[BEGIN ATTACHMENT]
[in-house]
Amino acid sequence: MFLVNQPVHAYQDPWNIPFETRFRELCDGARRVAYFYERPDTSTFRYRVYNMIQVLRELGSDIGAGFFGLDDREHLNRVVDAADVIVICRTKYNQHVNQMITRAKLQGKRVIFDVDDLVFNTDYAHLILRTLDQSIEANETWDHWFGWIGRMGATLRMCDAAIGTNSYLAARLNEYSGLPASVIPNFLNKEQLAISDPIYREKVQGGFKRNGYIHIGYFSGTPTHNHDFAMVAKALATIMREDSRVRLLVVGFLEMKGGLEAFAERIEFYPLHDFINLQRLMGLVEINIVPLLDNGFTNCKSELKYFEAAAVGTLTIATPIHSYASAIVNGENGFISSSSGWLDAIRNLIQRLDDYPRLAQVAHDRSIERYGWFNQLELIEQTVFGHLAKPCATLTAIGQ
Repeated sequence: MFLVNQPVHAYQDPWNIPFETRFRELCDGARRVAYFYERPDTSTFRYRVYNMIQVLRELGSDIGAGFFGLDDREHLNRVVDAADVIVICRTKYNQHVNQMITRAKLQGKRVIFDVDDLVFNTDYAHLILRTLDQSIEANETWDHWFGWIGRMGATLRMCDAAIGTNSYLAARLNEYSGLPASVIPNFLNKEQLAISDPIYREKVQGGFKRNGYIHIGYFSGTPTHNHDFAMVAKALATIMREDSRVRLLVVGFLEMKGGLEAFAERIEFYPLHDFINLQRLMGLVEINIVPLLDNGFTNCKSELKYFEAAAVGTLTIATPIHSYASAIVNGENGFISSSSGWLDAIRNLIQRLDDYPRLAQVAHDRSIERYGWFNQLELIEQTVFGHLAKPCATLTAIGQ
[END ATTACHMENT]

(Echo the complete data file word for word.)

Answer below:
[in-house]
Amino acid sequence: MFLVNQPVHAYQDPWNIPFETRFRELCDGARRVAYFYERPDTSTFRYRVYNMIQVLRELGSDIGAGFFGLDDREHLNRVVDAADVIVICRTKYNQHVNQMITRAKLQGKRVIFDVDDLVFNTDYAHLILRTLDQSIEANETWDHWFGWIGRMGATLRMCDAAIGTNSYLAARLNEYSGLPASVIPNFLNKEQLAISDPIYREKVQGGFKRNGYIHIGYFSGTPTHNHDFAMVAKALATIMREDSRVRLLVVGFLEMKGGLEAFAERIEFYPLHDFINLQRLMGLVEINIVPLLDNGFTNCKSELKYFEAAAVGTLTIATPIHSYASAIVNGENGFISSSSGWLDAIRNLIQRLDDYPRLAQVAHDRSIERYGWFNQLELIEQTVFGHLAKPCATLTAIGQ
Repeated sequence: MFLVNQPVHAYQDPWNIPFETRFRELCDGARRVAYFYERPDTSTFRYRVYNMIQVLRELGSDIGAGFFGLDDREHLNRVVDAADVIVICRTKYNQHVNQMITRAKLQGKRVIFDVDDLVFNTDYAHLILRTLDQSIEANETWDHWFGWIGRMGATLRMCDAAIGTNSYLAARLNEYSGLPASVIPNFLNKEQLAISDPIYREKVQGGFKRNGYIHIGYFSGTPTHNHDFAMVAKALATIMREDSRVRLLVVGFLEMKGGLEAFAERIEFYPLHDFINLQRLMGLVEINIVPLLDNGFTNCKSELKYFEAAAVGTLTIATPIHSYASAIVNGENGFISSSSGWLDAIRNLIQRLDDYPRLAQVAHDRSIERYGWFNQLELIEQTVFGHLAKPCATLTAIGQ